offered for government workers who were laboring at the “bomber plant,” which at this writing is the International
Exposition Center on the southern fringe of Cleveland Hopkins International Airport. His children were sent to
Saint Mary’s Catholic Grade School.While living there, a fire broke out in an adjacent apartment unit.
The fearless and courageous athlete, with a passion for doing the right thing, crawled into the unit and was able
to get the family out. Unfortunately, the mother died from her injuries suffered in the fire. As memory recalls,
her husband was in the US Navy. An oil painting hung in our living room for years. Wherever we moved it always went
back up on the wall. Today, J.C. Sullivan is in possession of it. Oh, it’s not a masterpiece, sought by those who would
possesses the work of a great master. It’s not that kind of masterpiece. It’s the kind that is painted by young girls,
grateful for an act of kindness and courage – the kind that saves ones life. The incident act was reported in the local
newspaper at the time. John’s name was misspelled and his proud wife, Mary, was reportedly furious at the faux pas.
For the remainder of his career John signed in his log as working on the Torso murders. He was detailed to “Hotels”
for a number of years, which was considered as “gravy” duty. Well, he’d earned it! He once approached a woman
walking on a downtown street in the wee hours of the morning. It turned out she was not a “street-walker” but the
actress Martha Raye. She was performing in Cleveland and was out looking for a late-night or early-morning cup of coffee.
Another time actor Pat O’Brien was in town and had toured the Cleveland Police Department. Upon entering
Central Police Station that day another officer, who John did not know, thought he was the actor and shouted
as he waved, “Hi, Pat.” The two bore a strong resemblance. While on official business, John entered the office
of Acorn Chemical Company on Franklin Ave., Cleveland. The receptionist said, “Good morning, Mr. Sullivan.” John,
perplexed about how she would know his name, saw a sudden look of astonishment come over her face as
she looked over his shoulder. John turned and saw a man coming out of the office behind him. He later described the incident as
“looking into a mirror.” The “double” was a man also named Sullivan. The genetic links were obviously there but to this day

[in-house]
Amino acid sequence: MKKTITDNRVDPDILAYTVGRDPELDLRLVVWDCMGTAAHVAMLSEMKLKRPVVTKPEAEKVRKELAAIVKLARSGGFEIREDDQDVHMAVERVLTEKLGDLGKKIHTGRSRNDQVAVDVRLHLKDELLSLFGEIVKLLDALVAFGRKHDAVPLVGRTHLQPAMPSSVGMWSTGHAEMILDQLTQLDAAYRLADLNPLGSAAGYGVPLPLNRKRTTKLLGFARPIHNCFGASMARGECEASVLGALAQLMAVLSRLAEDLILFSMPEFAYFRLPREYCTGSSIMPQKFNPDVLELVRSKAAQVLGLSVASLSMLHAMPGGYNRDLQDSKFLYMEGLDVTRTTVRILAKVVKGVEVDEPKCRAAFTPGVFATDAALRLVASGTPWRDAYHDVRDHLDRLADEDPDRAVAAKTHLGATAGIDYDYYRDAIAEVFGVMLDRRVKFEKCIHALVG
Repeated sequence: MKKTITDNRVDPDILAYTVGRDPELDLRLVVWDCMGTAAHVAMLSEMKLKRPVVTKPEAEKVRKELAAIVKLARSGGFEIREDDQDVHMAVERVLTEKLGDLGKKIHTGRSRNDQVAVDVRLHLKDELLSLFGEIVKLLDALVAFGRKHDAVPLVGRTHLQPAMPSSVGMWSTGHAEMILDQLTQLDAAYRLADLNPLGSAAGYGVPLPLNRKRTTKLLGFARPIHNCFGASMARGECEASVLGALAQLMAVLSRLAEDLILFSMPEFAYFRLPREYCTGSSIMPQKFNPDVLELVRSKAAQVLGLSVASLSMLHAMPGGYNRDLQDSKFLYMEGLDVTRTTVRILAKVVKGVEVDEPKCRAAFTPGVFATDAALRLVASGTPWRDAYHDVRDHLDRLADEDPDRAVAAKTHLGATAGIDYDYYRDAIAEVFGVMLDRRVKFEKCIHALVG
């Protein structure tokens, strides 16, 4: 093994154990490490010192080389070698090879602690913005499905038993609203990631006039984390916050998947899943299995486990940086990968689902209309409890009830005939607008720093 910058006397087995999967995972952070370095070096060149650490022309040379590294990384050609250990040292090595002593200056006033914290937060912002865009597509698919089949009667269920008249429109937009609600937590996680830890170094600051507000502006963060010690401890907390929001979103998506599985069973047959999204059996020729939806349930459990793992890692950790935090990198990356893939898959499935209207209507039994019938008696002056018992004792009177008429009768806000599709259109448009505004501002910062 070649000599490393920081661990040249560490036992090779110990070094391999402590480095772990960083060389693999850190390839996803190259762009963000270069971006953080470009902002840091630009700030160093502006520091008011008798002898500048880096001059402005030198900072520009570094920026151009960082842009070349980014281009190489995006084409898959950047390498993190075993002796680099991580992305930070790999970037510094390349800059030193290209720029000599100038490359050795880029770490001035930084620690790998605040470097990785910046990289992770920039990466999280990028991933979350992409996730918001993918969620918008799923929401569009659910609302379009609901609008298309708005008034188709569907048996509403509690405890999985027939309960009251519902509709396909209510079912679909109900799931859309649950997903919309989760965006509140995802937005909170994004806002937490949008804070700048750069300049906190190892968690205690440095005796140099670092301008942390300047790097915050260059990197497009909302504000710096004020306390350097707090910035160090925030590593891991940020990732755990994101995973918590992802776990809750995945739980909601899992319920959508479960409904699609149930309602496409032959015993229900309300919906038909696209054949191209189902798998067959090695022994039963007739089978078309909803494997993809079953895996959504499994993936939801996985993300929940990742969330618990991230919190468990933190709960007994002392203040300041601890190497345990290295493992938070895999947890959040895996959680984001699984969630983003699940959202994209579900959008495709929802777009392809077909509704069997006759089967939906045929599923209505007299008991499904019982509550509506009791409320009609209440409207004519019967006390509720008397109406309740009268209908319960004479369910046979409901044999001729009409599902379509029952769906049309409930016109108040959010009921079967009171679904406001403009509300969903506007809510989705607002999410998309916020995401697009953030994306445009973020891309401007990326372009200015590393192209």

we don’t know where the family of Frank Sullivan, later President of RPM Industries, fits in.
In his later, pre-retirement years of the late 50s and early 60s, John worked Pawn Shop detail. He remained in this
capacity until he retired after 25 years in 1961. During his police career John was pretty much a loner. He had only
one partner that his family remembers knowing - Frank Plank, who used to visit the family with his own family,
wife Rene, and daughters Margaret and Mary. John knew the Cleveland Prosecutors on a personal basis, namely
Frank Collation and John T. Corrigan, the latter paying his respects at John’s funeral at Chambers Funeral Home.
In his earlier years he was successful in Judge Lillian Westropp’s court. In other courtrooms he wasn’t so lucky
the reader can make his own judgment. After he retired, more than one author sought him out for his recollections
of the Torso Murder investigations. Dad came to believe that Dr. Frank Sweeney, who had suffered a serious head injury
overseas during World War I, was the man. Elliot Ness reportedly died broke. John, while not leaving a financial legacy,
nonetheless left a legacy of nine children and numerous descendants. The latter are his wealth. He left his children a
legacy of independence and respect for the individual. He had a strong sense of fair play and was a moral and spiritual man.
He bequeathed to his children his sense of humor, which served to disarm his opponents. His children have experienced
hardship but, through the struggle, have learned the meaning of endurance and the gift it brings – accomplishment despite
odds stacked against them. We all knew he loved us. From that we have learned to tell our family members we love them.
In 1997, on a warm and colorful autumn day, I was present at Cleveland’s Lake View Cemetery for a colorful,
sun-splashed ceremony. Hundreds of people greeted the return of Eliott Ness and witnessed his ashes being spread over
the waters of a peaceful lake. Dad would’ve been there. I was there in his place.
Bibliography: Eliott Ness, the man behind the myth” by Marilyn Bardsley http://www.crimelibrary.com/ness/nessmain.htm